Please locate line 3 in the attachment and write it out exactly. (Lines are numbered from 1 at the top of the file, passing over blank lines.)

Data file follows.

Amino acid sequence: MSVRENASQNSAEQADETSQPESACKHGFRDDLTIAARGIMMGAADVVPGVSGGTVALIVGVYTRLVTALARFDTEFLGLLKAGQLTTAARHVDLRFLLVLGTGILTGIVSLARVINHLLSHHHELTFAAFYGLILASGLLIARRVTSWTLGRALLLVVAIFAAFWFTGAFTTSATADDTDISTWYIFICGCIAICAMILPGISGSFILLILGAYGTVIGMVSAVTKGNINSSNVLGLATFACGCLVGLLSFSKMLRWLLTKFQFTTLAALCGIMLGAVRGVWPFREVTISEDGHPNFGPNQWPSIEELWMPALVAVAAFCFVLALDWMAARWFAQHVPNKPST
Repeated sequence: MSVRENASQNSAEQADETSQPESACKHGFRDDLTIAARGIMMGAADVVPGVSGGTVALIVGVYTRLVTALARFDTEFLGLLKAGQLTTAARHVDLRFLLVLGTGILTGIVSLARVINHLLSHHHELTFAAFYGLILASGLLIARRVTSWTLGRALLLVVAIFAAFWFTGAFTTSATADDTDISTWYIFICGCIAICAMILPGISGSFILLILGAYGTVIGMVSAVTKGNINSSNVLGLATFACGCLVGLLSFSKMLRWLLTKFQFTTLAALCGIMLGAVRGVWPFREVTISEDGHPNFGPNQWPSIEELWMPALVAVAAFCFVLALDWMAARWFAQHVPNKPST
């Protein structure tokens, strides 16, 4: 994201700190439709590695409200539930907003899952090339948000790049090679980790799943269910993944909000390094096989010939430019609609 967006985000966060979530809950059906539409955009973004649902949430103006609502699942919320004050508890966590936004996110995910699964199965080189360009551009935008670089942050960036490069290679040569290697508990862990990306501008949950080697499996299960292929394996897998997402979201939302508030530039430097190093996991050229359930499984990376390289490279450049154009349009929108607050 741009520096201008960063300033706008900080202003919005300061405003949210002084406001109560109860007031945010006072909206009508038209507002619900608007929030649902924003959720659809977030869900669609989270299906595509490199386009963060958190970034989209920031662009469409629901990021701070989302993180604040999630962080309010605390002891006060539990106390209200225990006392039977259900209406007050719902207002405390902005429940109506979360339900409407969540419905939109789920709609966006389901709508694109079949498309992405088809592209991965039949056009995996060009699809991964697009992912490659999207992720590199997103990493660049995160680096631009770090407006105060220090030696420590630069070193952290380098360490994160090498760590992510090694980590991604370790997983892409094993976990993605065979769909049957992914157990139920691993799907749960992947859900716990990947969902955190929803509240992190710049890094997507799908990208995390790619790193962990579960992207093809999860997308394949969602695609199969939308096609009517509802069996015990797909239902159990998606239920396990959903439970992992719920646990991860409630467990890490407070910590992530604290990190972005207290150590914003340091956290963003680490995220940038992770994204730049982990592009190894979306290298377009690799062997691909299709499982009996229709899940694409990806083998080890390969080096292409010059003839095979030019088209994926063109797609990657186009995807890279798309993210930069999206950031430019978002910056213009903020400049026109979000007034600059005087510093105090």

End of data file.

């Protein structure tokens, strides 16, 4: 994201700190439709590695409200539930907003899952090339948000790049090679980790799943269910993944909000390094096989010939430019609609 967006985000966060979530809950059906539409955009973004649902949430103006609502699942919320004050508890966590936004996110995910699964199965080189360009551009935008670089942050960036490069290679040569290697508990862990990306501008949950080697499996299960292929394996897998997402979201939302508030530039430097190093996991050229359930499984990376390289490279450049154009349009929108607050 741009520096201008960063300033706008900080202003919005300061405003949210002084406001109560109860007031945010006072909206009508038209507002619900608007929030649902924003959720659809977030869900669609989270299906595509490199386009963060958190970034989209920031662009469409629901990021701070989302993180604040999630962080309010605390002891006060539990106390209200225990006392039977259900209406007050719902207002405390902005429940109506979360339900409407969540419905939109789920709609966006389901709508694109079949498309992405088809592209991965039949056009995996060009699809991964697009992912490659999207992720590199997103990493660049995160680096631009770090407006105060220090030696420590630069070193952290380098360490994160090498760590992510090694980590991604370790997983892409094993976990993605065979769909049957992914157990139920691993799907749960992947859900716990990947969902955190929803509240992190710049890094997507799908990208995390790619790193962990579960992207093809999860997308394949969602695609199969939308096609009517509802069996015990797909239902159990998606239920396990959903439970992992719920646990991860409630467990890490407070910590992530604290990190972005207290150590914003340091956290963003680490995220940038992770994204730049982990592009190894979306290298377009690799062997691909299709499982009996229709899940694409990806083998080890390969080096292409010059003839095979030019088209994926063109797609990657186009995807890279798309993210930069999206950031430019978002910056213009903020400049026109979000007034600059005087510093105090």